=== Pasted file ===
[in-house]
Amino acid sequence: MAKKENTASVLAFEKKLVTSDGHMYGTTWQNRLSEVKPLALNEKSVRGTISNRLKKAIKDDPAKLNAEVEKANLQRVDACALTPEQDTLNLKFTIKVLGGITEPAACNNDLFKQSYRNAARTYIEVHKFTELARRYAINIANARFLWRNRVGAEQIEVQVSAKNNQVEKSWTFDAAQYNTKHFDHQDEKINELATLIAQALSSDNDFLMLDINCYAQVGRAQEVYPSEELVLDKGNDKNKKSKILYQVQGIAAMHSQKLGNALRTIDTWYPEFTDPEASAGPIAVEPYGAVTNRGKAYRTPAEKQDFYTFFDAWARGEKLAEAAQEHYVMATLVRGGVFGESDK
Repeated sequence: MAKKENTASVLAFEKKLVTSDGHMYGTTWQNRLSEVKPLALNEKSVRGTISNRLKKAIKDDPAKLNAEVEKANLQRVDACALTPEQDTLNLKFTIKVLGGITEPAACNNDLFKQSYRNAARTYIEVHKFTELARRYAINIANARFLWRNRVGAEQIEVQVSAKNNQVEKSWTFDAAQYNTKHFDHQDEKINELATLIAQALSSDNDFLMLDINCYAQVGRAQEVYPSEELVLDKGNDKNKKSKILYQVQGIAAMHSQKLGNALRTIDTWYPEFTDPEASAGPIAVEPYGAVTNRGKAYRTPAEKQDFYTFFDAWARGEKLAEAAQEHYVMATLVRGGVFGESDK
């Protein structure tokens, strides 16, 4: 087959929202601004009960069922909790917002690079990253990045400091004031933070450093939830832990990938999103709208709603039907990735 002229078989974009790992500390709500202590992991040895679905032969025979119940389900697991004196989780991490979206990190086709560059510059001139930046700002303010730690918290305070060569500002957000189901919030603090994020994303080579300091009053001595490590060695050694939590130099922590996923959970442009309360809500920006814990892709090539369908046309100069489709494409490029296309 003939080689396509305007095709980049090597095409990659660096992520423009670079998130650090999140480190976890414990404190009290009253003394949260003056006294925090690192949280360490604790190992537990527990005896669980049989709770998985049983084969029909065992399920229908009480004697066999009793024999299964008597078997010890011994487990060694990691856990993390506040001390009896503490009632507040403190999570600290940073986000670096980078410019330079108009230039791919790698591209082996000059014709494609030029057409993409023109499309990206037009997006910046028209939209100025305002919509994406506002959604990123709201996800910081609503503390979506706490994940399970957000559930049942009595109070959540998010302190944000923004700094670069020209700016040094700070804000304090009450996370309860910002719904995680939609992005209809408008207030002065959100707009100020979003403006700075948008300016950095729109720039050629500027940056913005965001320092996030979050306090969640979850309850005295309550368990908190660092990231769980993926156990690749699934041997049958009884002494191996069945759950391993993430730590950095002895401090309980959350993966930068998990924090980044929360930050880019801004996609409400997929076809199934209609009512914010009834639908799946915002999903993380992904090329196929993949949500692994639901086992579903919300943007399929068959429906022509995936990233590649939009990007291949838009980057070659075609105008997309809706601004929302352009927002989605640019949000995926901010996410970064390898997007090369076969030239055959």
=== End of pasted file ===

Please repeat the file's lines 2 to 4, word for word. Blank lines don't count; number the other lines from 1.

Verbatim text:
Amino acid sequence: MAKKENTASVLAFEKKLVTSDGHMYGTTWQNRLSEVKPLALNEKSVRGTISNRLKKAIKDDPAKLNAEVEKANLQRVDACALTPEQDTLNLKFTIKVLGGITEPAACNNDLFKQSYRNAARTYIEVHKFTELARRYAINIANARFLWRNRVGAEQIEVQVSAKNNQVEKSWTFDAAQYNTKHFDHQDEKINELATLIAQALSSDNDFLMLDINCYAQVGRAQEVYPSEELVLDKGNDKNKKSKILYQVQGIAAMHSQKLGNALRTIDTWYPEFTDPEASAGPIAVEPYGAVTNRGKAYRTPAEKQDFYTFFDAWARGEKLAEAAQEHYVMATLVRGGVFGESDK
Repeated sequence: MAKKENTASVLAFEKKLVTSDGHMYGTTWQNRLSEVKPLALNEKSVRGTISNRLKKAIKDDPAKLNAEVEKANLQRVDACALTPEQDTLNLKFTIKVLGGITEPAACNNDLFKQSYRNAARTYIEVHKFTELARRYAINIANARFLWRNRVGAEQIEVQVSAKNNQVEKSWTFDAAQYNTKHFDHQDEKINELATLIAQALSSDNDFLMLDINCYAQVGRAQEVYPSEELVLDKGNDKNKKSKILYQVQGIAAMHSQKLGNALRTIDTWYPEFTDPEASAGPIAVEPYGAVTNRGKAYRTPAEKQDFYTFFDAWARGEKLAEAAQEHYVMATLVRGGVFGESDK
């Protein structure tokens, strides 16, 4: 087959929202601004009960069922909790917002690079990253990045400091004031933070450093939830832990990938999103709208709603039907990735 002229078989974009790992500390709500202590992991040895679905032969025979119940389900697991004196989780991490979206990190086709560059510059001139930046700002303010730690918290305070060569500002957000189901919030603090994020994303080579300091009053001595490590060695050694939590130099922590996923959970442009309360809500920006814990892709090539369908046309100069489709494409490029296309 003939080689396509305007095709980049090597095409990659660096992520423009670079998130650090999140480190976890414990404190009290009253003394949260003056006294925090690192949280360490604790190992537990527990005896669980049989709770998985049983084969029909065992399920229908009480004697066999009793024999299964008597078997010890011994487990060694990691856990993390506040001390009896503490009632507040403190999570600290940073986000670096980078410019330079108009230039791919790698591209082996000059014709494609030029057409993409023109499309990206037009997006910046028209939209100025305002919509994406506002959604990123709201996800910081609503503390979506706490994940399970957000559930049942009595109070959540998010302190944000923004700094670069020209700016040094700070804000304090009450996370309860910002719904995680939609992005209809408008207030002065959100707009100020979003403006700075948008300016950095729109720039050629500027940056913005965001320092996030979050306090969640979850309850005295309550368990908190660092990231769980993926156990690749699934041997049958009884002494191996069945759950391993993430730590950095002895401090309980959350993966930068998990924090980044929360930050880019801004996609409400997929076809199934209609009512914010009834639908799946915002999903993380992904090329196929993949949500692994639901086992579903919300943007399929068959429906022509995936990233590649939009990007291949838009980057070659075609105008997309809706601004929302352009927002989605640019949000995926901010996410970064390898997007090369076969030239055959």